The Republicans in the General Assembly responded to Gov. Tom Wolf’s budget proposal with their own bill that they passed last month without a single Democratic vote. Nevertheless, with just a few party dissenters, the GOP majority was able to pass the legislation by thirty votes and send it on to the Senate where the Republicans have the votes to pass the bill and override a Wolf veto.
This bill is heartless to the extreme, prompting Allegheny County Democrat Joe Markosek to say that the GOP budget “cuts to the bone that which many of us agree was already bare.” The Republicans were savvy enough to finally realize that cutting Wolf’s increases to education would be unpopular. So this time, they want to take the axe to human services instead.
If the GOP has its way, Wolf’s proposal for child care assistance for low-income families would be cut by $62.9 million, leaving thousands of working families with few or no options for quality care; the waiting list statewide would expand to 19,000 children. Six million dollars in cuts to home and community-based services for the aged would end supportive services for hundreds of senior citizens, effectively forcing them into nursing homes.
Pennsylvania faces a crisis of opioid addiction but the Republicans would cut $9 million from Wolf’s mental health and substance abuse budget. Another $4.8 million reduction in aid to counties would also affect those suffering from mental illness and addiction, as well as the aged and those suffering from intellectual disabilities. This cut also hits hard at traditional GOP villains like the homeless.
Oh, the joys of a GOP budget! Balancing the ledgers comes before satisfying the imperative to serve the needy that is at the core of their professed Christian religion! I could go on and on: the House Republicans might as well say, “Let them eat cake” – if the price of cake weren’t out of reach for so many people.
Politically, they are keeping us, the people of Pennsylvania, on the defensive; we’re constantly fending off cuts to essential services and eagerly embracing whatever small consideration to human need that politicians show.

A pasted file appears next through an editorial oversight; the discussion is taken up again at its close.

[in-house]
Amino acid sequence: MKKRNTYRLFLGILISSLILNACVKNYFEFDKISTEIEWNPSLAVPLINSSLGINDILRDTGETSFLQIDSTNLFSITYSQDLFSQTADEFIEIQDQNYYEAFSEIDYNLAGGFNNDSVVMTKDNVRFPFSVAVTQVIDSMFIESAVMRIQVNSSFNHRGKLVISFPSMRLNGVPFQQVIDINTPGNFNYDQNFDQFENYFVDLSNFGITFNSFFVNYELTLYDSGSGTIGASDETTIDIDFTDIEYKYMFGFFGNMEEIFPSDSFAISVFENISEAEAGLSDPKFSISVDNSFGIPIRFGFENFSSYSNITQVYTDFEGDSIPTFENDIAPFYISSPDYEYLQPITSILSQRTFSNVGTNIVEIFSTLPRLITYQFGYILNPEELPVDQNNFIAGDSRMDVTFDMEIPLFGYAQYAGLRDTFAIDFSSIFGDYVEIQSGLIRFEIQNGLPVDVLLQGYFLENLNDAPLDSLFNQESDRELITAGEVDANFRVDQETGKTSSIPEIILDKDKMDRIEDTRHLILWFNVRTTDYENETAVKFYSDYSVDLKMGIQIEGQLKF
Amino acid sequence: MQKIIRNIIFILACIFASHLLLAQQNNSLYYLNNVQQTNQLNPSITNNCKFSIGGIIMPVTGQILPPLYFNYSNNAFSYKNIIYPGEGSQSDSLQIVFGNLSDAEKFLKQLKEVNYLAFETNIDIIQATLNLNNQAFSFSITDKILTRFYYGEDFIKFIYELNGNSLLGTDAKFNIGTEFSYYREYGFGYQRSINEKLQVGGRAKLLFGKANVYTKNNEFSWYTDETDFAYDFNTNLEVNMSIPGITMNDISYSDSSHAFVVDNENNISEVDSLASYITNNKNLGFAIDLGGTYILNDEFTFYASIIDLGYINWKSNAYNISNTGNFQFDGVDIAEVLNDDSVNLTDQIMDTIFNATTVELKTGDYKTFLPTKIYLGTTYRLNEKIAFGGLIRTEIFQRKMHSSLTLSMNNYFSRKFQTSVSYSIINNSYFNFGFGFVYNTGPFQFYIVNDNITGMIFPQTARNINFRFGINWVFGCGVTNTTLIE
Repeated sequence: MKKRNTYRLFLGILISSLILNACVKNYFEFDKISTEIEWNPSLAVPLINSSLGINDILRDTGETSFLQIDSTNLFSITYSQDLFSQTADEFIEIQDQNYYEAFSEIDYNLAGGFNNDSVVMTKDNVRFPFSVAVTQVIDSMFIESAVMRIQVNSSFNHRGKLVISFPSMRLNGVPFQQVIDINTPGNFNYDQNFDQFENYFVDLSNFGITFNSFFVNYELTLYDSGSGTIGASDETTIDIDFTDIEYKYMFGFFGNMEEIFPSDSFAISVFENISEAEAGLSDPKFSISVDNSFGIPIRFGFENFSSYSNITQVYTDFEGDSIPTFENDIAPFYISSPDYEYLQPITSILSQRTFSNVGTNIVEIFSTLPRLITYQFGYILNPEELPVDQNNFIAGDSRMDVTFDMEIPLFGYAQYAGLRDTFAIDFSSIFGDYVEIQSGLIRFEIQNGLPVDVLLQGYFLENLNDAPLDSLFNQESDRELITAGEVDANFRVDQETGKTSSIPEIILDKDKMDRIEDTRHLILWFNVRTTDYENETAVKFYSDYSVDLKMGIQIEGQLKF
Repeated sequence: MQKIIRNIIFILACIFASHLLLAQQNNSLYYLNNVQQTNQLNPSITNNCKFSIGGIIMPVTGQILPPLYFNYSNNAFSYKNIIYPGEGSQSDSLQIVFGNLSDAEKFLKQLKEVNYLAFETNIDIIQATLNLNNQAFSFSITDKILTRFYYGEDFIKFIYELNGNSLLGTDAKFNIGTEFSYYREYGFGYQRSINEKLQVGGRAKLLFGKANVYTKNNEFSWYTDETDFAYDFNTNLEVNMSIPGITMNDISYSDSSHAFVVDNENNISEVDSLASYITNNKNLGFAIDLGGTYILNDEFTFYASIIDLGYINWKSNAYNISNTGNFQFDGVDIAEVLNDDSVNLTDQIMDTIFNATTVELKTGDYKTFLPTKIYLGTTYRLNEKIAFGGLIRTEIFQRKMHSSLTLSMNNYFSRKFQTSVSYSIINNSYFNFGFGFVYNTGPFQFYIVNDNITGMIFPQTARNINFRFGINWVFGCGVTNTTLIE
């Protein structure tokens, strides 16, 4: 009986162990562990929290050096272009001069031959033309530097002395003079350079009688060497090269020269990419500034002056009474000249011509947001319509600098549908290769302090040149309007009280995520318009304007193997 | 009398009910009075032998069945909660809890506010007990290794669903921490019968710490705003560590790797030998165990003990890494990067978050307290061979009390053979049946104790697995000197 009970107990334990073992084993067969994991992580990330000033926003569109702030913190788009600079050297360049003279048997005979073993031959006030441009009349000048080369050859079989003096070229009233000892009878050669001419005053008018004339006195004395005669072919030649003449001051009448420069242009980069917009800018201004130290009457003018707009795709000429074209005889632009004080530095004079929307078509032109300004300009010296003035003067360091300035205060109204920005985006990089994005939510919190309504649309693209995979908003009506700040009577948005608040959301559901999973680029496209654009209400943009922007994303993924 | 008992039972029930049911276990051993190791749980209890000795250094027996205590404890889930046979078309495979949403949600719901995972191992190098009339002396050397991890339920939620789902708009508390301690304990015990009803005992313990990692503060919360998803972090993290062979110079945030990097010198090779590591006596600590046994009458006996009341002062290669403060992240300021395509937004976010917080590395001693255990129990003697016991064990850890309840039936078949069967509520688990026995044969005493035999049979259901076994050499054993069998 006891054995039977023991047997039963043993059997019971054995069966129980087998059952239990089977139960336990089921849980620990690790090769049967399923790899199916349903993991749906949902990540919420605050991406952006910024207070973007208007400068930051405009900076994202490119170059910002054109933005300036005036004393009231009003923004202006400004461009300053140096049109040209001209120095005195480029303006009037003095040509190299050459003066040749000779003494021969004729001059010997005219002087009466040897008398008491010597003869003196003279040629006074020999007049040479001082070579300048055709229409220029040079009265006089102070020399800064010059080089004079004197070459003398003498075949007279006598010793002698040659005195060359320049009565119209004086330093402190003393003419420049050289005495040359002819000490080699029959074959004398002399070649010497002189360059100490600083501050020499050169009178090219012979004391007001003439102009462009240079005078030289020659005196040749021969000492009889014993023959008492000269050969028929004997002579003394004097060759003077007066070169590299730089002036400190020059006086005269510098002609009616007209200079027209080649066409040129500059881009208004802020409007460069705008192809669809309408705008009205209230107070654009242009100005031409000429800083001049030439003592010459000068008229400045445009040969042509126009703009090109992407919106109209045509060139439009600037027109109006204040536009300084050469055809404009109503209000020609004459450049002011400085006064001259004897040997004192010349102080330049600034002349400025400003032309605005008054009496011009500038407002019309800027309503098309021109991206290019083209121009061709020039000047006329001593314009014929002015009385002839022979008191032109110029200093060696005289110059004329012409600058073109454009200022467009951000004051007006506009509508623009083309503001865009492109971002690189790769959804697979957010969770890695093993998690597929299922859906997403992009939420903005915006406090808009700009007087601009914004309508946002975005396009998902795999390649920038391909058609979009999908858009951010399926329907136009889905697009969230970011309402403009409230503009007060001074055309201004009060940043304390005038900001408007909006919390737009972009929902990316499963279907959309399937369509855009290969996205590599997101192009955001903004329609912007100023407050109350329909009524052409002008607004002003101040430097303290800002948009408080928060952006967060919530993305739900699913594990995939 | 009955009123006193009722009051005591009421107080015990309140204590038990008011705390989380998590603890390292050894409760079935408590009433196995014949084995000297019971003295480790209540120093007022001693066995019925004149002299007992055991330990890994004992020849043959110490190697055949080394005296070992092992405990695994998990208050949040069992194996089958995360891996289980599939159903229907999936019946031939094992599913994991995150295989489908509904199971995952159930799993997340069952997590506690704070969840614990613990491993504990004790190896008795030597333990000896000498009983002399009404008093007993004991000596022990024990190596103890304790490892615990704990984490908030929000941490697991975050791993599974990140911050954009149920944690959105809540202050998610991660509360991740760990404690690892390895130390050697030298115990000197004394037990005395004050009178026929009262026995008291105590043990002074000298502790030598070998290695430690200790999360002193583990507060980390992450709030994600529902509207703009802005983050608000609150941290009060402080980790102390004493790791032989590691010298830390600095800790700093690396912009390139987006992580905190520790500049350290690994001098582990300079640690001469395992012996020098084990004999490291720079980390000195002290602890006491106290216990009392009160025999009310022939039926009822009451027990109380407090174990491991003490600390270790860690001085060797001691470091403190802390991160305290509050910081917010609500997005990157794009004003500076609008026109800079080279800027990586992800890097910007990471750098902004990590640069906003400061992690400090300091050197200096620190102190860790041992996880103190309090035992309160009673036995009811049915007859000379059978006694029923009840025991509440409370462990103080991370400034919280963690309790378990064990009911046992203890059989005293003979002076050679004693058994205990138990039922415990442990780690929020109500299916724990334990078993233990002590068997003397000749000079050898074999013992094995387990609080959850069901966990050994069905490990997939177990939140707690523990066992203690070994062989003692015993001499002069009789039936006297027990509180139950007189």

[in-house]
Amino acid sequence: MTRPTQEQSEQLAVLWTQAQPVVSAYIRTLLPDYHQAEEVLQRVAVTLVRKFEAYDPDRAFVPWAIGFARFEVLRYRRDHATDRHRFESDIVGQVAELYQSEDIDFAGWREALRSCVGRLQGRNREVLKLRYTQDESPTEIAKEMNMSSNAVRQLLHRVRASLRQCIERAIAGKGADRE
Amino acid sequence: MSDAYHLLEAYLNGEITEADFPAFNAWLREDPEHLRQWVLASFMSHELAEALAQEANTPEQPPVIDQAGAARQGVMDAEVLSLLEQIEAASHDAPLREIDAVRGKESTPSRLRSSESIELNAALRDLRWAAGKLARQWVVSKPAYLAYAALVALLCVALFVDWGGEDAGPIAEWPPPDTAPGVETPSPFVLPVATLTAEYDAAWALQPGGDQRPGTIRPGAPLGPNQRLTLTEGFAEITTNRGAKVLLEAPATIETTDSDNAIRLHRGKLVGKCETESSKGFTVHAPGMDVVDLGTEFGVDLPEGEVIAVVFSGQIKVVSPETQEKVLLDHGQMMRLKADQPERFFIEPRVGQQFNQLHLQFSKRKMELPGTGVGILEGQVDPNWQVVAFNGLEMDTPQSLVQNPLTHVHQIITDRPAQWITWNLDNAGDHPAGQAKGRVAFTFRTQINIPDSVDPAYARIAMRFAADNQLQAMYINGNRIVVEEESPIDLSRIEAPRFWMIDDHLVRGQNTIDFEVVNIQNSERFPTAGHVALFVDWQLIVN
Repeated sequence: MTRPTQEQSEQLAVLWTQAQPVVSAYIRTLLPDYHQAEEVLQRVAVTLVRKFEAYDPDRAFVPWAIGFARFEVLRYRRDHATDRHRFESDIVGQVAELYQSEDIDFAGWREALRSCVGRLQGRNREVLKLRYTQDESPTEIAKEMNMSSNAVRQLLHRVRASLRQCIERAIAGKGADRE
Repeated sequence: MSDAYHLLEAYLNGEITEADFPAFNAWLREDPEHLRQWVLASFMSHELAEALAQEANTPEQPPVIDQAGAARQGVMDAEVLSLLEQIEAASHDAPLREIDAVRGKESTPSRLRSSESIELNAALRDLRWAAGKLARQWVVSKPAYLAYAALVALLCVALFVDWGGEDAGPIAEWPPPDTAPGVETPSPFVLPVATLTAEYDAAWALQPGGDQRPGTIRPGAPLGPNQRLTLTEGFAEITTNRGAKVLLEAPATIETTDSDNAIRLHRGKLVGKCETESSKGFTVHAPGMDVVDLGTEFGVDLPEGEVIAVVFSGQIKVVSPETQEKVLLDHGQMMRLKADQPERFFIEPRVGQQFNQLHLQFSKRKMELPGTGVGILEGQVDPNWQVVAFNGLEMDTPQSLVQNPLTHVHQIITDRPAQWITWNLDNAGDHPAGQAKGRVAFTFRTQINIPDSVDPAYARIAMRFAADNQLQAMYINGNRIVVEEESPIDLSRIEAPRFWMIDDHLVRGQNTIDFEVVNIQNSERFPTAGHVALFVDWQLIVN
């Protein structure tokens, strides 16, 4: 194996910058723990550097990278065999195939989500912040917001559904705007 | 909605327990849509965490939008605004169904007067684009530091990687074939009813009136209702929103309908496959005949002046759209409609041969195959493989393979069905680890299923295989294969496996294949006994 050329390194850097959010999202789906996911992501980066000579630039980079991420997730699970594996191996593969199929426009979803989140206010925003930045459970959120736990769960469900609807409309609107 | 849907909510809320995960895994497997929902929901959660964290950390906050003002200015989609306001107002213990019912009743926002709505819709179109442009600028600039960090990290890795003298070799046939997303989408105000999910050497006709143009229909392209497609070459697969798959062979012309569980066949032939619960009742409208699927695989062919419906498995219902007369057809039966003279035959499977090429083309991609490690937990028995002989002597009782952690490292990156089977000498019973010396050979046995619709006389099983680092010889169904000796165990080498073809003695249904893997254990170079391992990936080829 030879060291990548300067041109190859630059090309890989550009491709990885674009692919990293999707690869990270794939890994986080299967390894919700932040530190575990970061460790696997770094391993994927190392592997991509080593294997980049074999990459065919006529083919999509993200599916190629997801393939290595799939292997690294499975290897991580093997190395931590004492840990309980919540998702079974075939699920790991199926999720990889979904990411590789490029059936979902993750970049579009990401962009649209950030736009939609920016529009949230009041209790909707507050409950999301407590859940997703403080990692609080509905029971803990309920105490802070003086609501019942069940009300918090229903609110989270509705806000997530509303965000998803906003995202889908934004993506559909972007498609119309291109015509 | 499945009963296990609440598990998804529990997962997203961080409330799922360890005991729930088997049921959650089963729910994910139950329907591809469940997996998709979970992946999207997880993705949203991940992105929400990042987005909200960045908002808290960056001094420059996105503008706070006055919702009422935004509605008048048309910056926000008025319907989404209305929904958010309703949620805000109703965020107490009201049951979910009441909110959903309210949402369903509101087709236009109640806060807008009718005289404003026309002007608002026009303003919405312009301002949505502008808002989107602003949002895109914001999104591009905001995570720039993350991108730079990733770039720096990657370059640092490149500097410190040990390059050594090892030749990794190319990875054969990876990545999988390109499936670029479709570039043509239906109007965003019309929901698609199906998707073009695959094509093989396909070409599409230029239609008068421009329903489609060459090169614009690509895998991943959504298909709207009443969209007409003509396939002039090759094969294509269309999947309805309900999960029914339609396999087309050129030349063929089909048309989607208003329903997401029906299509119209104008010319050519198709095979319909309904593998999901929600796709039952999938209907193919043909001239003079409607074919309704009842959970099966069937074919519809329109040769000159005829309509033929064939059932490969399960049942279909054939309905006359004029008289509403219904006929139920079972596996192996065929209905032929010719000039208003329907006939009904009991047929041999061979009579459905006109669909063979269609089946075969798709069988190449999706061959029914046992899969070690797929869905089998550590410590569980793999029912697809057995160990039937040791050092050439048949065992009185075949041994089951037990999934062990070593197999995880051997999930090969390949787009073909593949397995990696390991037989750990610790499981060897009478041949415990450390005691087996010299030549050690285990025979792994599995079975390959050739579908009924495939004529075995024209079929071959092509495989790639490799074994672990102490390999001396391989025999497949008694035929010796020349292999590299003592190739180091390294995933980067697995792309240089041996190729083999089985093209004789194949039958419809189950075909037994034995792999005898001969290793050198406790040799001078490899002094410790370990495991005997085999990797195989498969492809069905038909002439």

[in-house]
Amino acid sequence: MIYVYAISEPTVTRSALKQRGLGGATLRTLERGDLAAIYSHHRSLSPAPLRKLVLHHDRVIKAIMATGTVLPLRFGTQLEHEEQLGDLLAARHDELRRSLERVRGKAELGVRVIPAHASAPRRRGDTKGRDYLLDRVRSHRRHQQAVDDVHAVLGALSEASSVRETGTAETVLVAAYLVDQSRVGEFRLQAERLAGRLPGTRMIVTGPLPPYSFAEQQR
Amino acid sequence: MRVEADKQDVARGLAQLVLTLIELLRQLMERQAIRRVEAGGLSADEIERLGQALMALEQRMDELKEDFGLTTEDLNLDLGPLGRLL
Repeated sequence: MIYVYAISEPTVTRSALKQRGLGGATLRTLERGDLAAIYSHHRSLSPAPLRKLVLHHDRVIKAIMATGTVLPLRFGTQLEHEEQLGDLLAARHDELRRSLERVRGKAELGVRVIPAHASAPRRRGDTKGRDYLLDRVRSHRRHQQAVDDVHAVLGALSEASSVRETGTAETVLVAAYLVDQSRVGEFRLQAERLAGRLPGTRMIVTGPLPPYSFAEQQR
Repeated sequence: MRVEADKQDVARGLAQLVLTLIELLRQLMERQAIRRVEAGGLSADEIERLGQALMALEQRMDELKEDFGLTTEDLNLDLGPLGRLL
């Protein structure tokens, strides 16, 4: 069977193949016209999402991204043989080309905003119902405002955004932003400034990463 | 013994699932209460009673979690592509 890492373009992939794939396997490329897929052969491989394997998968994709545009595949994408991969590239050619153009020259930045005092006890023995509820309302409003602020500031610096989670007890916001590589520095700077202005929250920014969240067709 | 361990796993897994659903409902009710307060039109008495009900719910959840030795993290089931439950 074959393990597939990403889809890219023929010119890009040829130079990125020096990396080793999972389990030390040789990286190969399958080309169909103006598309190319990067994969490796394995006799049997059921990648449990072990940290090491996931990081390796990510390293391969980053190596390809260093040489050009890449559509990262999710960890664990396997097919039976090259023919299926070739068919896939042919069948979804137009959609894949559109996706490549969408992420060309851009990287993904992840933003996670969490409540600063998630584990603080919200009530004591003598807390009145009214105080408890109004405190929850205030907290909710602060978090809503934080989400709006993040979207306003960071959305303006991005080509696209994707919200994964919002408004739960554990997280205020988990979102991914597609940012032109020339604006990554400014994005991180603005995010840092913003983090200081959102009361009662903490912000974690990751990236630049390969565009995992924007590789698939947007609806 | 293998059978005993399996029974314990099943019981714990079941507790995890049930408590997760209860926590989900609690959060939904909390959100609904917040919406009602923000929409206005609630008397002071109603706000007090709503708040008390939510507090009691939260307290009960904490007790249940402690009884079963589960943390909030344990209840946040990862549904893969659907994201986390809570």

We’ve got to change the tone and terms of the dialogue. Human needs should trump all other considerations — no pun intended.
Officer Friendly in Woodland Hills
Woe unto the long-suffering parents of African-American students in the Woodland Hills school district. White opposition has been a Woodland Hills hallmark since the creation of the multi-racial district in the early 1980s. Black students have been valued for excellence in athletics — all of Wikipedia’s “notable graduates” are football players, most of them black — but are wanted for little else.
The latest chapter in the school district’s inability to come to grips with integration has made national headlines. But despite being caught on video roughing up students as if he were in a Law and Order holding tank, Woodland Hills “resource officer” Steve Shaulis has yet to face the assault charges he so richly deserves. Nor has his able accomplice, high school principal Kevin “Biff” Murray, been punished for being recorded helping Shaulis Tase a student. In fact, he was rewarded: Murray was given the prestigious job of head high school football coach. The school board’s support for Murray, who was caught last year threatening a student in an audio recording, sends a clear message to black students and their parents: fuck you!
The student victims of these assaults face various charges ranging from resisting arrest to aggravated assault. It’s a literal school-to-prison pipeline. And it’s been going on for years; the recorded incidents go back to 2015. Woodland Hills parents and former students say it’s been going for a lot longer than that.
The mushmouthed pronouncements of the district (the recorded incidents do not “represent” the district’s “culture”), its actions (promoting Murray to head football coach), its inaction (how could this principal not be fired?), and the refusal of the appropriate authorities — say the county district attorney’s office — to do anything have fueled parent anger and necessitated the involvement of attorney Todd Hollis, who made the surveillance videos public, and the Alliance for Police Accountability.
We should support the parents and students of Woodland Hills in their efforts to rid their school of thugs posing as principals, coaches and “resource” officers. And we cannot let the school board and superintendent get away with the underlying message behind these incidents: that blackness is something to be feared and contained by any means necessary.
— James Collins